Aug 29, 2013; Atlanta, GA, USA; Cleveland Indians starting pitcher Ubaldo Jimenez (30) throws a pitch against the Atlanta Braves in the first inning at Turner Field. Mandatory Credit: Brett Davis-USA TODAY Sports

Cleveland Indians Days of Future Past: Ubaldo Jimenez


Like every other team in Major League Baseball, the Cleveland Indians employ numerous players throughout their organization, from the big-league club in Cleveland to their rookie league team in Arizona and beyond. And like every other Major League franchise, the Indians add and subtract from this player pool on a regular basis. This irregular series will serve to post notice when a former Indians player has done something noteworthy with a quick look back at the player’s time in Cleveland.

Player: Ubaldo Jimenez

Current Team: Baltimore Orioles

Year(s) in Indians Organization: 2011-2013

What He Did:

For the first two plus seasons after being traded from Colorado to the Indians in exchange for prized pitching prospects Drew Pomeranz & Alex White, Ubaldo Jimenez was the whipping boy for Cleveland Indians fans.  Sporting an ERA over 5.00 for his first two seasons, fans had begun to clamor for his complete ousting from the roster.  However, after all of his failures during his tenure with the Indians, Jimenez was one of the most vital cogs in the Indians’ playoff run in 2013.

Over his final eight starts of the 2013 season, Jimenez left the mound carrying a 1.66 ERA, 1.28 FIP & a 7:1 K/BB ratio.  It was an eight start run of domination that Cleveland had not seen since Cliff Lee’s Cy Young campaign of 2008.  Prior to that, no pitcher since the turn of the millennium has had such a dominating stretch on the mound of Progressive Field.  Jimenez’s terrorizing of major league hitters did not come against the most potent of offenses.  Outside of Baltimore, Jimenez faced some of the most anemic offenses in baseball.  Even the Braves, who ranked 13th in MLB in runs scored in 2013, went up against Jimenez without two of their best hitters – Freddie Freeman & Jason Heyward.

Date Opponent MLB rank – runs
9/29 @ Twins 25th
9/24 vs. White Sox 29th
9/19 vs. Astros 26th
9/14 @ White Sox 29th
9/9 vs. Royals 18th
9/3 vs. Orioles 5th
8/29 @ Braves 13th
8/23 vs. Twins 25th

Why He Isn’t Still in Cleveland:

The Indians won every game that Jimenez pitched in September as he led the Indians to their first playoff berth since 2007.  For better or for worse, Jimenez seemingly had pitched his way right out of the Indians’ salary range.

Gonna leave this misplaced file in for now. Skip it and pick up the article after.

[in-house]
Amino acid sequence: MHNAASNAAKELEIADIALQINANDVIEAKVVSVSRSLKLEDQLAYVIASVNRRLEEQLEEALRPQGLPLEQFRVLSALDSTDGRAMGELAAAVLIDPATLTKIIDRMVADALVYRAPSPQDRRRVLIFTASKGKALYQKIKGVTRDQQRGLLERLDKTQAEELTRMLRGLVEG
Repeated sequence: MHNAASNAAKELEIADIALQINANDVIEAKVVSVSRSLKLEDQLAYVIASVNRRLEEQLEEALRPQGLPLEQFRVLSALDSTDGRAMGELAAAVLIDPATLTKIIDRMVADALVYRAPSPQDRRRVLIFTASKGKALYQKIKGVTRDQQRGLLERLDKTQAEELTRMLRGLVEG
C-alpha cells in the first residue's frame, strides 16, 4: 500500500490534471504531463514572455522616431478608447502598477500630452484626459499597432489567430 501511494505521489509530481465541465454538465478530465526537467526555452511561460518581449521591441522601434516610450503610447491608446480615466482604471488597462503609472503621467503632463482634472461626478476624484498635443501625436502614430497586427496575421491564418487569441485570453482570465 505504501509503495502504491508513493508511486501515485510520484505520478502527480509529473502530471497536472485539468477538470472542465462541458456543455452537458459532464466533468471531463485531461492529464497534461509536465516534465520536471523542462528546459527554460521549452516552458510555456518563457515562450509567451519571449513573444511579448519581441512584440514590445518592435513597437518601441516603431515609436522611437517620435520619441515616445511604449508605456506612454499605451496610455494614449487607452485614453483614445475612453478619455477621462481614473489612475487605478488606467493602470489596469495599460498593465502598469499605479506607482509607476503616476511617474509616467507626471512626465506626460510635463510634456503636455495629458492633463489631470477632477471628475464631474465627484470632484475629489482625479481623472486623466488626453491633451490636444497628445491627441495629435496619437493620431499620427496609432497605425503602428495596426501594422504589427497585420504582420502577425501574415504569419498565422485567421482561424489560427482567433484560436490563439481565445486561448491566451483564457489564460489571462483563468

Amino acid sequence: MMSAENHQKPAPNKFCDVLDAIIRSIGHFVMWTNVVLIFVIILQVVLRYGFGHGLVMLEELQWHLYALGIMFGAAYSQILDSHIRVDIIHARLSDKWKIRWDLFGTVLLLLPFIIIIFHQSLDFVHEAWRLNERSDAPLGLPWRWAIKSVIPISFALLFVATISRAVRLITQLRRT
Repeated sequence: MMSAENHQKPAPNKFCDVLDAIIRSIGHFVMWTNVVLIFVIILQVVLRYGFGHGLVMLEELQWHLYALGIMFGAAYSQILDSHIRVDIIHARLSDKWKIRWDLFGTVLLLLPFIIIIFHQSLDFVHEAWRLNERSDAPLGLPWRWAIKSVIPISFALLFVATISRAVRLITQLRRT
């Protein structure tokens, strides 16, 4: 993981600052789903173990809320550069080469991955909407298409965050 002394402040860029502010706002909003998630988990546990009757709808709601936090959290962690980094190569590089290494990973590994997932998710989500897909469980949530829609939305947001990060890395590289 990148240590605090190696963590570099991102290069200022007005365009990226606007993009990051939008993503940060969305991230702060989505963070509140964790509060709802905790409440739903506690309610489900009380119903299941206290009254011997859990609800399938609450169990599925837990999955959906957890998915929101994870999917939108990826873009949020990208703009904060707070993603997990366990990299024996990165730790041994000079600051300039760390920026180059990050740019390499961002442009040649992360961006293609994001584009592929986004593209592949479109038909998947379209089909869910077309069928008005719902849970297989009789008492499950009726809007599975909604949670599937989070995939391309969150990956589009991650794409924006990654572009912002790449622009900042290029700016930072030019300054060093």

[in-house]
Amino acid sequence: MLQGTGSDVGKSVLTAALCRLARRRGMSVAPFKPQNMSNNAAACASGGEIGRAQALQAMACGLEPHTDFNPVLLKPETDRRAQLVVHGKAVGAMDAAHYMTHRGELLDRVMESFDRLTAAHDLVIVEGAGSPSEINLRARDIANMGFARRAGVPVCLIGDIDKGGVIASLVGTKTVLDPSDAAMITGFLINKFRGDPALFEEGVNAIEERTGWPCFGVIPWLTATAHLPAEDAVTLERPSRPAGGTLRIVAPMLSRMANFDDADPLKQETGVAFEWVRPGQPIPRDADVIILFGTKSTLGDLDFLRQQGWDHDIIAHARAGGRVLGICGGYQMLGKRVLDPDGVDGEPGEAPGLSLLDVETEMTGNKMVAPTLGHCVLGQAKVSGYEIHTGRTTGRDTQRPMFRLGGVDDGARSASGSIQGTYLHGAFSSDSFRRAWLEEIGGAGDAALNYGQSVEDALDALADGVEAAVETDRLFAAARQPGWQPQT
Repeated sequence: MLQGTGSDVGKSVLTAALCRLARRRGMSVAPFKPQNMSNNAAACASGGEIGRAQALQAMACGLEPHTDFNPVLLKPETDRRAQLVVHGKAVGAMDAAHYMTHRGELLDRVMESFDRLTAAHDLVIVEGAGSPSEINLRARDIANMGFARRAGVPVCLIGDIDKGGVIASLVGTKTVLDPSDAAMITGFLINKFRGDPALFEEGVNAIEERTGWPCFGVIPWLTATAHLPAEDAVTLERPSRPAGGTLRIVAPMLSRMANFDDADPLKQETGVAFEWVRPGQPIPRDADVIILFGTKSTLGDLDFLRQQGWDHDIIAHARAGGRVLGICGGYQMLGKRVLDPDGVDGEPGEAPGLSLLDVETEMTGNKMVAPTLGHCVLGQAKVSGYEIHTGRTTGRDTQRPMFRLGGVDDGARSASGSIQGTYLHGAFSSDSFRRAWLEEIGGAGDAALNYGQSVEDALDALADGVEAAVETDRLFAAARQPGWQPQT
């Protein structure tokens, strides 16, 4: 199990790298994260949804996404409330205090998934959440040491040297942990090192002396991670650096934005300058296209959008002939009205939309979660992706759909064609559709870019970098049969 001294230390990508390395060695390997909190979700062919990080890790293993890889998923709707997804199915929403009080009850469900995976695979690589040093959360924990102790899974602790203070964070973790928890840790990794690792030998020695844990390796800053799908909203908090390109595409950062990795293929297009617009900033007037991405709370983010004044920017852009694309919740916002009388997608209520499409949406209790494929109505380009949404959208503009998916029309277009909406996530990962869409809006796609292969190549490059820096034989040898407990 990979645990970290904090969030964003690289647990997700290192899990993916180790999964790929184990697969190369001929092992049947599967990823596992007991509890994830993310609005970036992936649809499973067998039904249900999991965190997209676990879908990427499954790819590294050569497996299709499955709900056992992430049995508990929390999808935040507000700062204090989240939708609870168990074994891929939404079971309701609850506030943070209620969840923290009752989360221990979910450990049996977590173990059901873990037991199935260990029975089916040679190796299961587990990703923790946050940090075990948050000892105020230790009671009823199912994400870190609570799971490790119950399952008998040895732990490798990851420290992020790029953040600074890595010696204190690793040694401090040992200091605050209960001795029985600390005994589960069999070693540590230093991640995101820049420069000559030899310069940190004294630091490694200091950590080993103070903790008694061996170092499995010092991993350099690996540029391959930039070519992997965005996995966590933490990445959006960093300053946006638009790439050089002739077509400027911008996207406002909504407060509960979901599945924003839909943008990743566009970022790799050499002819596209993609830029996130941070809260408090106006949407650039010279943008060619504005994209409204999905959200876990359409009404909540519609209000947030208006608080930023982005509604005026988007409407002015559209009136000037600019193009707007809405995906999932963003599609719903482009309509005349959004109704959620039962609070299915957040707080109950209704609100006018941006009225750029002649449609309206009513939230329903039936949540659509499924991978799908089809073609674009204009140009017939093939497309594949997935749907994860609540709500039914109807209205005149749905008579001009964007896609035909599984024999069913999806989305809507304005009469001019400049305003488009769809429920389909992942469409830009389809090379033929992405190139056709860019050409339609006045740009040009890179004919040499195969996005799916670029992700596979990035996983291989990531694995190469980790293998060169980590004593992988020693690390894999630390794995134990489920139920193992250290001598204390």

Jimenez endured a long wait prior to signing with the Baltimore during the second week of Spring Training.  On the heels of his dazzling final two months of the season, Jimenez inked a 4-year, $48 million deal with the O’s.  Had he not been tied to draft pick compensation, who knows what type of money his new employer, the Baltimore Orioles, or some other team would’ve thrown at him in hopes of him filling a void in their rotation.

What the Future Holds:

The question always persists after a player leaves free agency of whether the team is better or worse off without him.  Below are Jimenez’s statistics along with the Indians starting pitchers, who have filled the void left by Jimenez’s departure (through 6/25).  While it is difficult to quantify exactly which starts would have been made by Jimenez and which would have been made by various Indians, it is safe to say that the three starting pitchers who have taken Jimenez’s innings as a starter this year were the three men that were in competition during Spring Training for the 5th starter spot – Carlos Carrasco, Josh Tomlin & Trevor Bauer.

 

ERA W L K/9
Tribe 4.62 6 10 8.40
Ubaldo 4.63 2 8 7.79

 

Jimenez’s 4.63 ERA is earning $11.25 million, while the Indians’ triumvirate that is sporting a strikingly similar 4.62 ERA is making less than $2 million combined.  The Indians took the extra cash and not only turned it into arbitration raises, but were able to extend several of the key members of the Indians’ core over the offseason.  Had the Indians signed Jimenez, one of Michael Brantley, Yan Gomes or Jason Kipnis would certainly not have been signed to the long-term deal that they reached in the offseason.

In Jimenez’s fifteen starts this season, the Orioles have a mere three wins.  At this pace, the Orioles will be paying Jimenez $2 million dollars for every win he pulls in, while the Indians will not be paying any of Jimenez’s replacements $2 million for the entire season.  Sometimes, the best free agent signings are the ones that you do not make.

Notice a player you remember being in the Indians organization? We’re ever-vigilant, but sometimes we miss guys, too! Send us an email at [email protected] and let us know which former Indians farmhand or player is making noise elsewhere.

 

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